[…] bearing in mind the objectives of the Convention Against Torture and the conflicting evidence presented by the two parties, it is the Court’s intention not to take into consideration the statement of Mr. Zubaida and not to assign it any importance for the time being in my analysis of the facts. However, the Court is not withdrawing this statement as presented from the record, in view of the type of evidence presented by the parties and the contradiction that exists in the evidence in support of the respective submissions of the parties.
 Another colleague, Justice Eleanor Dawson, considered a similar argument made on behalf of Mr. Harkat that torture had tainted evidence obtained from Mr. Abu Zubaida and therefore that it should be inadmissible (re Harkat, 2005 FC 393,  F.C.J. No. 481 (QL) at para. 115) (Harkat 2005). Mr. Harkat referred to indirect and direct evidence of mistreatment likely suffered by Mr. Abu Zubaida in support of his position, and the Court held that there was “[…] significant concern about the methods used to interrogate Abu Zubaida” (Harkat 2005, above, at para. 120). It may be relevant to note that aside from the torture/mistreatment issue there was an “additional pressing concern” of the weight to accord the information from Mr. Abu Zubaida, as there was no evidence before the Court of the specific questions and answers used in producing the information (Harkat 2005, above, at para. 122). Ultimately, Justice Dawson concluded that she was “[…] left in doubt as to how Mr. Abu Zubaida came to provide information about Mr. Harkat” and she decided to “give no weight to the information provided to the Court through Abu Zubaida” (Harkat 2005, above, at para. 123).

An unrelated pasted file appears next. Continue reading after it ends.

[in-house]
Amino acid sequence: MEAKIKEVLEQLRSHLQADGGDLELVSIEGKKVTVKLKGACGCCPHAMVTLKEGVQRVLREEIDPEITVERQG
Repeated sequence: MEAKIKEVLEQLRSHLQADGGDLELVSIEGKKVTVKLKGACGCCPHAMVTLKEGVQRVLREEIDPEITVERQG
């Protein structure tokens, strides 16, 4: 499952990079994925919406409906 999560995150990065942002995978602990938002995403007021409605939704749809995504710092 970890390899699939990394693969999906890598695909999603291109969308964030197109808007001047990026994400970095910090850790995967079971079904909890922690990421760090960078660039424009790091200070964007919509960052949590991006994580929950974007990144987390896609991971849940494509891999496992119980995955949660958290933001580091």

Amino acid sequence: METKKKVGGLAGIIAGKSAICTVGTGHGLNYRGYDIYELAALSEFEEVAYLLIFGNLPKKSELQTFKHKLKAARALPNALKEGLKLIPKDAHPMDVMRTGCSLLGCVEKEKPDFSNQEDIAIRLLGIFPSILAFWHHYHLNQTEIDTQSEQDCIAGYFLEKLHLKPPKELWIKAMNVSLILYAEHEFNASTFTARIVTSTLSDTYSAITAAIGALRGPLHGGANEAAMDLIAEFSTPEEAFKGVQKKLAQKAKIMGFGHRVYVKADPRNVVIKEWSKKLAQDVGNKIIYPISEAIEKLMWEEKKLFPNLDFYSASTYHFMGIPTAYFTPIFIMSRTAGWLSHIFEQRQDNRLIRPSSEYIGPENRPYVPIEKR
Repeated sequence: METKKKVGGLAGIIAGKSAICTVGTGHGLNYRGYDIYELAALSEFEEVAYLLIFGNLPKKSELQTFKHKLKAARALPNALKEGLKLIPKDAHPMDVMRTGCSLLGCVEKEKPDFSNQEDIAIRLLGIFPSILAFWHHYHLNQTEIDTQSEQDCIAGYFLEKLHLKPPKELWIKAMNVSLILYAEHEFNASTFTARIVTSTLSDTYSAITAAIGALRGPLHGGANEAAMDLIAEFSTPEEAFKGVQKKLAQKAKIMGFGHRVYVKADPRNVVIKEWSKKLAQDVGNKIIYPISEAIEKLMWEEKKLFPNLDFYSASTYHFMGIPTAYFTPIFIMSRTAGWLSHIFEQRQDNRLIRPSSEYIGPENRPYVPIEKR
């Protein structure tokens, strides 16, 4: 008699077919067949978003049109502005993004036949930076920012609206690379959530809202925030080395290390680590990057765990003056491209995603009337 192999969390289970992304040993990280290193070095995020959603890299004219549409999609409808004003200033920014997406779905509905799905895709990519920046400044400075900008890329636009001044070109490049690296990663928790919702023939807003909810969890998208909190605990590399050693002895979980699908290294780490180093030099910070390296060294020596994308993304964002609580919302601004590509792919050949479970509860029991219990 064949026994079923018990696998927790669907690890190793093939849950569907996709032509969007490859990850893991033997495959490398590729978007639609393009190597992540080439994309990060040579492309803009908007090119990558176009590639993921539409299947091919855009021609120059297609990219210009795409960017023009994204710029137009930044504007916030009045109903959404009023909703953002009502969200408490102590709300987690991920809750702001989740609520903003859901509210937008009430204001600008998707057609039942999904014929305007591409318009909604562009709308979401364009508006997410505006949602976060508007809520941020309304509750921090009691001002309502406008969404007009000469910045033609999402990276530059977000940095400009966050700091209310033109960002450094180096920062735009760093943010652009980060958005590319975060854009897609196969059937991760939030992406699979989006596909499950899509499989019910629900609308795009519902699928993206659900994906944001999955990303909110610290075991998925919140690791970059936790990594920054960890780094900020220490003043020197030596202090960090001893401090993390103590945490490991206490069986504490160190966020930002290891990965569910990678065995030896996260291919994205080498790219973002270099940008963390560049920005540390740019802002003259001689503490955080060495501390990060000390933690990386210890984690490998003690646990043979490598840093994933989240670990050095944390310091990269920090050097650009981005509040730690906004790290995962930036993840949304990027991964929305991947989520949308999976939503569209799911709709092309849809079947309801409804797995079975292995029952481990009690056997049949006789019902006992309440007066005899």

In light of the above, I agree with the applicant that reliance on evidence likely to have been obtained by torture is an error in law. Though not been explicitly articulated, I am persuaded that this general principle has essentially been applied and adopted in Canada in recent cases. It is also consistent with Canada’s signing of the Convention against Torture and other Cruel, Inhuman and Degrading Treatment or Punishment (G.A. res. 39/46, U.N. Doc. A/39/51 (1984)). This view is also consonant with a recent House of Lords decision which held that reliance on evidence likely to have been obtained by torture is an error in law (A (FC) and others (FC) v. Secretary of State for the Home Department,  UKHL 71),  H.L.J. No. 13 (QL) (A(FC)).
 However, it is also important to note that there must be a credible evidentiary basis linking torture to the specific evidence at issue in order to justify its exclusion (Lai FCTD, above, at paras. 28, 50; aff’d Lai FCA, above, at paras. 38-42; Charkaoui, above, at paras. 27–31). The Federal Court of Appeal has held that general country condition information citing the use of torture should not inevitably lead to a finding that all specific evidence from that country should be excluded, without further substantiation (Lai FCA, above, at para. 42). On this point Justice Malone concluded at paragraph 42 of Lai FCA, above, “[…] the very general evidence offered by the appellants about torture by Chinese investigators was not specific and certainly not specific to the statements offered by the Minister in this appeal. […]”